I continued to learn more knitting techniques and started branching out into non-rectangular shapes and using circular needles. Last December, exactly one year ago, I decided to unravel the hat and start anew with theΒ Exeter pattern. I knit gauge swatch after gauge swatch and had issues figuring out the right gauge for the yarn. Frustrated, I stuffed the project in a bag AGAIN, and tried to forget about it.

This past summer we spent an entire month cleaning out our home, getting rid of things, and finishing up old projects. I wanted to finally finish this project for nothing other than the principle of finishing it. Again, I knit gauge swatch after gauge swatch and started the Exeter pattern about four times with different gauges and number of stitches before coming to the conclusion that I just needed to follow the pattern exactly as it was written. It looked great until I got to the crown decreases and things started looking all wrong.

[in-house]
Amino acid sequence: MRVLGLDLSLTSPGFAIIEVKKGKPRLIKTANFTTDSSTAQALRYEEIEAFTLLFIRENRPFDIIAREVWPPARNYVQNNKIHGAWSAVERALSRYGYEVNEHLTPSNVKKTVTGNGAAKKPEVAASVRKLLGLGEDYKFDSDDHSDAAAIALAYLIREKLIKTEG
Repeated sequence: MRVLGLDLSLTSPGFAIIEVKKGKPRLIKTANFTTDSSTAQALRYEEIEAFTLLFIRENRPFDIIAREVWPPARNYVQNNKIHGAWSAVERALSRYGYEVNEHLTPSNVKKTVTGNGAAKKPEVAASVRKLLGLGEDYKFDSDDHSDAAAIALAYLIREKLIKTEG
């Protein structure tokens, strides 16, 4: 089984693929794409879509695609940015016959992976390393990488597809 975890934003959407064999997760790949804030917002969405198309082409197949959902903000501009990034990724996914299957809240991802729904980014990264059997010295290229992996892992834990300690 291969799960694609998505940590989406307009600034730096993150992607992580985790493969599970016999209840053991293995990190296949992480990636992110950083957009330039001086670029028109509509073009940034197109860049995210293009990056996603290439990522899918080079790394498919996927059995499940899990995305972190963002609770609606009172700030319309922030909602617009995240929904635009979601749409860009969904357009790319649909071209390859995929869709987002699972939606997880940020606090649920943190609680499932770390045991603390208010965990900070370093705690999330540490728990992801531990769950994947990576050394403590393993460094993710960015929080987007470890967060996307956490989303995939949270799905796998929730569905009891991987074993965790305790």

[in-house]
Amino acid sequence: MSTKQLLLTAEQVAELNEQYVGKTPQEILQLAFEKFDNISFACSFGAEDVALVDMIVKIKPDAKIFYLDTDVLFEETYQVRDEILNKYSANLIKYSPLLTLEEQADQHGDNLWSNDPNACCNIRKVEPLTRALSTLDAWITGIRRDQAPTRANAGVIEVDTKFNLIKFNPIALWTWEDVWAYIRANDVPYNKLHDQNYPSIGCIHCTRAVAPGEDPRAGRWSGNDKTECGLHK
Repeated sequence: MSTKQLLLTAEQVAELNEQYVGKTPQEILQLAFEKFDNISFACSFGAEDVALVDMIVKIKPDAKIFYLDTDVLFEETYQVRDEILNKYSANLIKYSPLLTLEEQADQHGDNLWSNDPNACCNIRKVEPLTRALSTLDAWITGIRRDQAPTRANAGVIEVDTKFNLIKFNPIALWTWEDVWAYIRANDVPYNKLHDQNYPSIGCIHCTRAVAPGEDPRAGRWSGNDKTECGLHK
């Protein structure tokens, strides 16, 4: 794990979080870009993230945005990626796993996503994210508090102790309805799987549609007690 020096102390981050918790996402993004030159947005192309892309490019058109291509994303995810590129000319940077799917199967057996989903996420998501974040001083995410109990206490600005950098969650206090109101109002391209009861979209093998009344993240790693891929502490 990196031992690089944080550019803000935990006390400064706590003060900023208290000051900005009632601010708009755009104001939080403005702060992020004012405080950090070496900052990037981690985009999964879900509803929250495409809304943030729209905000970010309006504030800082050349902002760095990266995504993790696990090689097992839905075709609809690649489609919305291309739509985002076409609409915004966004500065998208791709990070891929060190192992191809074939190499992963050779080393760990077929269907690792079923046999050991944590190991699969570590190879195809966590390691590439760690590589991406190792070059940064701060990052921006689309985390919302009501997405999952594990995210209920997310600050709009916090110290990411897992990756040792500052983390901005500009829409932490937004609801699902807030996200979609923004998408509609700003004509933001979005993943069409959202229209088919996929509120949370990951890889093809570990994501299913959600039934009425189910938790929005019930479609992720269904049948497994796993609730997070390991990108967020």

What knitting the Exeter hat taught me: making mistakes is ok, not only to learn to do things better, but also to learn to embrace imperfection and the act of learning itself.

I still have no idea what I did wrong and plan to ask the designer if he can tell from the pictures. The decreases were supposed to merge smoothly to create straight lines joining at the top. My stitches just look like a tangled mess. I tried to figure it out, but then just wanted to get the project over with because I couldn’t stand it anymore, so I just continued until it was done.

What knitting the Exeter hat taught me: making mistakes is ok, not only to learn to do things better, but also to learn to embrace imperfection and the act of learning itself.

I then finished off the scarf only to realize that I’d apparently made quite a few increases along the way when I’d knitted it years ago, because the two ends were totally different widths. Sigh. Luckily you can’t see these mistakes too much when the scarf and hat are worn.